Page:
A True Tale of Outsmarting Ridiculous Ratings

Joe (a different Joe from the aforementioned graphic designer) asked for my help, doing consumer research. A super client, Joe provided about seven carefully selected contenders for his business.

All the doctors in question had five-star ratings. And plenty of them.

Doing aura reading research, I chose chakra databanks like these:

  • Throat Chakra Databank for Verbal Integrity
  • Solar Plexus Chakra Databank for Power Integrity
  • Throat Chakra Databank for Communication at Work

Depending on what that turned up, I’d add other chakra databanks.

Joe Won. He Really Won!

What did Joe and I learn about these physicians? Here’s how I remember it.

  • Doctor #1 had an unsettling detachment. As I probed deeper, it appeared likely that he was a sex addict. (Not an abuser of patients. More like having a serious personal problem that detracted from his work.)
  • Doctors #2-4 were okay. Not terribly interested in their jobs, but making profitable use of their credentials.
  • Doctor #5 had a bright and attractive appearance. Impressive, if you took a casual look at her photo. (Using Stage 1 Energetic Literacy, which ought to be notorious for its unreliability.) Unfortunately, reading her aura, guess what? Evidently she’s one of the 5% of Americans now living in extreme spiritual addiction.
  • Thank goodness, Doctors #6 and 7 were superb physicians. What a pleasure to read their auras: Absolutely dedicated, impeccable, brilliant, hard-working.

Joe chose found two great choices. He also chose to go one step further during our session and do Soul Thrill Aura Research® . Thus, he did an excellent job of protecting himself from blindly choosing “well-rated” physicians. Oh yes, I’d say that Joe won!

So much for trusting ratings! I’ll take aura reading any day. And you can, too.

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  1. 1
    Jnana says:

    Here’s a funny ratings story.

    An acquantaince, newly arrived here, related to me how she got locked in a public building here at night. She called the police who came promptly and freed her. After ensuring she was all right, they asked if she could rate their service.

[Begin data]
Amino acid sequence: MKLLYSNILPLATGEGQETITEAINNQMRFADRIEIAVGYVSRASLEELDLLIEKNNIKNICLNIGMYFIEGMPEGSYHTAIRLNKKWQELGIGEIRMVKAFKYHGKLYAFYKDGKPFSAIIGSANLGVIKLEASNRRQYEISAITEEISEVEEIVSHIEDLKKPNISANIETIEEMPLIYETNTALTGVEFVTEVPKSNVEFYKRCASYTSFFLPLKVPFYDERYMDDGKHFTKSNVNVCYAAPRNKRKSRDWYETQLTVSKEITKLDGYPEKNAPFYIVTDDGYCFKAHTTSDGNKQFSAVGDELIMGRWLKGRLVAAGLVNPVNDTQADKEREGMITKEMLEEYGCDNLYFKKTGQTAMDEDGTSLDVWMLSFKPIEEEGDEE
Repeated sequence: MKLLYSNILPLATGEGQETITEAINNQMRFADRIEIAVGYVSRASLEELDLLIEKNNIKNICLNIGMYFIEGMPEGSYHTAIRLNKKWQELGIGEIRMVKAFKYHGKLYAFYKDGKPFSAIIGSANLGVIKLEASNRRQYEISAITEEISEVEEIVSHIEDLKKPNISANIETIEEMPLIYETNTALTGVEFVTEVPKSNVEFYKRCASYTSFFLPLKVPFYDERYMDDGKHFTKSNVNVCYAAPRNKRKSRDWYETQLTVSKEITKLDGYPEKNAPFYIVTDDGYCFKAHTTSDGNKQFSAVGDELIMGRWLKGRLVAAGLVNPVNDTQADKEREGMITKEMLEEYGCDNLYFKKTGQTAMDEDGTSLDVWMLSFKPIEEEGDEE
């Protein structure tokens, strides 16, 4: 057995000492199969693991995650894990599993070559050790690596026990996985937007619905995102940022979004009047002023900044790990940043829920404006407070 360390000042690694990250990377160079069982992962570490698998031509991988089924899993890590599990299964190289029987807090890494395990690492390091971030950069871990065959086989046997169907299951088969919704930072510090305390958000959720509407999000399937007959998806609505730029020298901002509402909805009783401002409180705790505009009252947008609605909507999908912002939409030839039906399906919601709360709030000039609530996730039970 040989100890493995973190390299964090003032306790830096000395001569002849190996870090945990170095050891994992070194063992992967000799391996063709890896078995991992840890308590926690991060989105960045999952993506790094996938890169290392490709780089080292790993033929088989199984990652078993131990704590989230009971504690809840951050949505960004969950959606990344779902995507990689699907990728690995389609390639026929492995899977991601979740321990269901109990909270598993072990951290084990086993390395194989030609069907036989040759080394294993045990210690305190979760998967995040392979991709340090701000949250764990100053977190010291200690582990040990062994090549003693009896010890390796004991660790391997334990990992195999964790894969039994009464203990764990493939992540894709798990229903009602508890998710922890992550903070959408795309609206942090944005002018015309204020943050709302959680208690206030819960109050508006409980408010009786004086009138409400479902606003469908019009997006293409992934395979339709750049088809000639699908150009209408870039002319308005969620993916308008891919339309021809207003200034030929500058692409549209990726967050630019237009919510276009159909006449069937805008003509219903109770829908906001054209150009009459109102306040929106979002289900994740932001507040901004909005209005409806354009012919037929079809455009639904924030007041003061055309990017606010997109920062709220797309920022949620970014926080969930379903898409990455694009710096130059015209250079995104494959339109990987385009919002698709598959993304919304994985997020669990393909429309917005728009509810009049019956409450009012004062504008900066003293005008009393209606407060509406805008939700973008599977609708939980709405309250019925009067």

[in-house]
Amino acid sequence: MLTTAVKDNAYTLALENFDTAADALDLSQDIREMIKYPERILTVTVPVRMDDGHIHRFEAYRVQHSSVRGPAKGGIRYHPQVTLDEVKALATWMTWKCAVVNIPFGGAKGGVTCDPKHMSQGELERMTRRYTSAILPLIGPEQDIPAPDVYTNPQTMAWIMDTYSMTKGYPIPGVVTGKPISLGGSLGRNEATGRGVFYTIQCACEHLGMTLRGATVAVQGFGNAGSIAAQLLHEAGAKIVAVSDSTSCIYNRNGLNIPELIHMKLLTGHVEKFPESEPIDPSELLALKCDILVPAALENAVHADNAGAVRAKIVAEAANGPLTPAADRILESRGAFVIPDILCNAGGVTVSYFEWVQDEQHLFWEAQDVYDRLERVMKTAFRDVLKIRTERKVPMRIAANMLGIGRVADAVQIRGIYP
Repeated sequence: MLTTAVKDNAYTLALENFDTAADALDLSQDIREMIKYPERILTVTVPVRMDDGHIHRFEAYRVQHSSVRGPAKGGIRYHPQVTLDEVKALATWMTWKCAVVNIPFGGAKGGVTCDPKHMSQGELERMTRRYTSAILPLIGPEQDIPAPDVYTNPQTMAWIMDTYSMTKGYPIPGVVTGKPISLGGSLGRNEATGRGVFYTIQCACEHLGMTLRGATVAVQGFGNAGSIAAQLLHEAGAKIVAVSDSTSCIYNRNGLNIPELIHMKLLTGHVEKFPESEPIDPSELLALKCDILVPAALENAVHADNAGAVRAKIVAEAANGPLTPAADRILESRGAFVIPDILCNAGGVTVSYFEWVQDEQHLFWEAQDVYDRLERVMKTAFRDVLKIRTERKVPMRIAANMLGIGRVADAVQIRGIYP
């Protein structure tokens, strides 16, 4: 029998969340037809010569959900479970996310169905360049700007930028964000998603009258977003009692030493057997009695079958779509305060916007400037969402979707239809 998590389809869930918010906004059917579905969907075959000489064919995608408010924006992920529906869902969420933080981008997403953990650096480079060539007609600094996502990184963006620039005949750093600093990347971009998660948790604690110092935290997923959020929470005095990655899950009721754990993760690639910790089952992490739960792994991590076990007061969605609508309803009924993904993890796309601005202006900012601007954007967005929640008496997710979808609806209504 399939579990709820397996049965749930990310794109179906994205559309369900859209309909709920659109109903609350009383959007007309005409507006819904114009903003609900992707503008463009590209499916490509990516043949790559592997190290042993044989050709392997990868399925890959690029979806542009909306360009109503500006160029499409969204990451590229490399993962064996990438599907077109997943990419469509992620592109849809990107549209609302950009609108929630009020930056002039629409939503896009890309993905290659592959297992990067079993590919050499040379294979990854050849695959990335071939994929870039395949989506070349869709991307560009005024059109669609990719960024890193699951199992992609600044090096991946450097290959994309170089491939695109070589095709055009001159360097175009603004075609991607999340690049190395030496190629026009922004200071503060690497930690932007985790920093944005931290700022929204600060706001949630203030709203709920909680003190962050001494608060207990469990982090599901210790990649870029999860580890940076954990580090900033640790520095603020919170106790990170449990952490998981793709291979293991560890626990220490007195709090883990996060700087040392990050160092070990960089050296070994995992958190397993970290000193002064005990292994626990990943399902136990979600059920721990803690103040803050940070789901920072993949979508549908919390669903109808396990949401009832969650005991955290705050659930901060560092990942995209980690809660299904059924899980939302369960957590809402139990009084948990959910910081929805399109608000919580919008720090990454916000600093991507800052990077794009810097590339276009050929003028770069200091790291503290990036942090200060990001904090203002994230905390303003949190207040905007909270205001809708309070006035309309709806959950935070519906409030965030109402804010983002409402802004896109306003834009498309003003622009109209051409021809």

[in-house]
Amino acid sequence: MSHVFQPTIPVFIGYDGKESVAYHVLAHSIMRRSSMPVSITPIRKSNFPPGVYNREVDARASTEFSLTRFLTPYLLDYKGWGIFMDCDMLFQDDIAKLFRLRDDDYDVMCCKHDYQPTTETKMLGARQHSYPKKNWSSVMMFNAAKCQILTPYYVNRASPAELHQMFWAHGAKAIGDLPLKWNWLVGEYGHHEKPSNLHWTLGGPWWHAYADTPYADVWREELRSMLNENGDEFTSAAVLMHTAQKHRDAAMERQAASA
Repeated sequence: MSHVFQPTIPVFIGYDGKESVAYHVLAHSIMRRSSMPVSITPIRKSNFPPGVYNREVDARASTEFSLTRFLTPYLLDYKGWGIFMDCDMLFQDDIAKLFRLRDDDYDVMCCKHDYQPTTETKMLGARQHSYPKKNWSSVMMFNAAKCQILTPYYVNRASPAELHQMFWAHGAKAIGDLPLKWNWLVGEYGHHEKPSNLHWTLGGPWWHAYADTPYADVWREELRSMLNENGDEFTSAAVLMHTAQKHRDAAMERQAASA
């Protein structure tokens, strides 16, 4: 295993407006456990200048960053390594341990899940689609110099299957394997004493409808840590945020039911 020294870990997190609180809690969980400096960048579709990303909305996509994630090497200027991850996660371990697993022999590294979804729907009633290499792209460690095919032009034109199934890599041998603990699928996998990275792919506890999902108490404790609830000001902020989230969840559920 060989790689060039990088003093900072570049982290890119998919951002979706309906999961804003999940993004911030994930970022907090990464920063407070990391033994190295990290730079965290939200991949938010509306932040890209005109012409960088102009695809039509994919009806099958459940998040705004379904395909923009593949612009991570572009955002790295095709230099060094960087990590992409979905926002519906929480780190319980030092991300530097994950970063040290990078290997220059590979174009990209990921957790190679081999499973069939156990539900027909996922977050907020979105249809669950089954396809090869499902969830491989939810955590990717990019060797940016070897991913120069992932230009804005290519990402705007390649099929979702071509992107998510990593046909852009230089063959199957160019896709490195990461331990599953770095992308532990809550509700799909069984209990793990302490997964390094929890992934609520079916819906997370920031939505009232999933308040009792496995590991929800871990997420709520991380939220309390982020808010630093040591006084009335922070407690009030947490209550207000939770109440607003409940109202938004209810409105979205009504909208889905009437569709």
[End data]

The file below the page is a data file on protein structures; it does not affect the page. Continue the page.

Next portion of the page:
2. 2
    Emily Turner says:

    I put it on my to do list to review my orthodontist on google since not only had he asked but then also the receptionist. Their office manager then proceeded to ring me up twice in two weeks to remind me to leave a review!

    I am going back to see him in September for a check up… I think I’d rather wait until it’s done and dusted thank you.

  3. 3
    Emily Turner says:

    The language site I use (for Skype lessons with teachers and community tutors) has a rating system where everyone just gives everyone 5 stars. Had at least one dud teacher that way.

  4. 4
    Kylie says:

    Ouch! 2 out of 7 doctors doing well aurically is not a good percentage.

    Thank goodness for aurar reading and STAR research to choose good practitioners, since ratings are so easily faked.

  5. 5
    Kylie says:

    It drives me crazy how difficult it is to find good, quality photographs of people online though.

    I find it amazing that practitioners think it’s ok to have a website with no photograph of themselves–that automatically strikes that practitioner out for me.

  6. 6
    Brittany says:

    I’ve only gone out of my way to give ratings if something was over the top horrible or over the top great.

    Otherwise, I don’t like how there’s a rating for nearly everything! It’s quite annoying.

  7. 7
    Brittany says:

    One example: I went to a dermatologist and she found a pre-cancerous spot on my face, right near that delicate under eye area.

    I asked her to freeze it off. She warned me it could blister, scab, scar or all of the above.

  8. 8
    Brittany says:

    She was extremely careful doing this, and voila! I experienced none of the possible outcomes listed above.

    I received a request to provide feedback following the appointment, and due to her extreme care, was happy to share.

  9. 9
    Olivia Swan says:

    Rose I recently had an experience with a doctor who had about 400 good reviews, but when I went to him I did NOT like anything about him or his services.

  10. 10
    Olivia Swan says:

    Unfortunately I researched him with you in a session AFTER my visit.

    Not only did he charge me a ridiculous amount of money but he also wanted $2,000 for what I could find for $40 online.

  11. 11
    Olivia Swan says:

    After our useful research, I now have an appointment in June with a doctor who has integrity and good skills as a physician.

    And on the same website she only had 5 reviews. Case in point!

  12. 12
    Kylie says: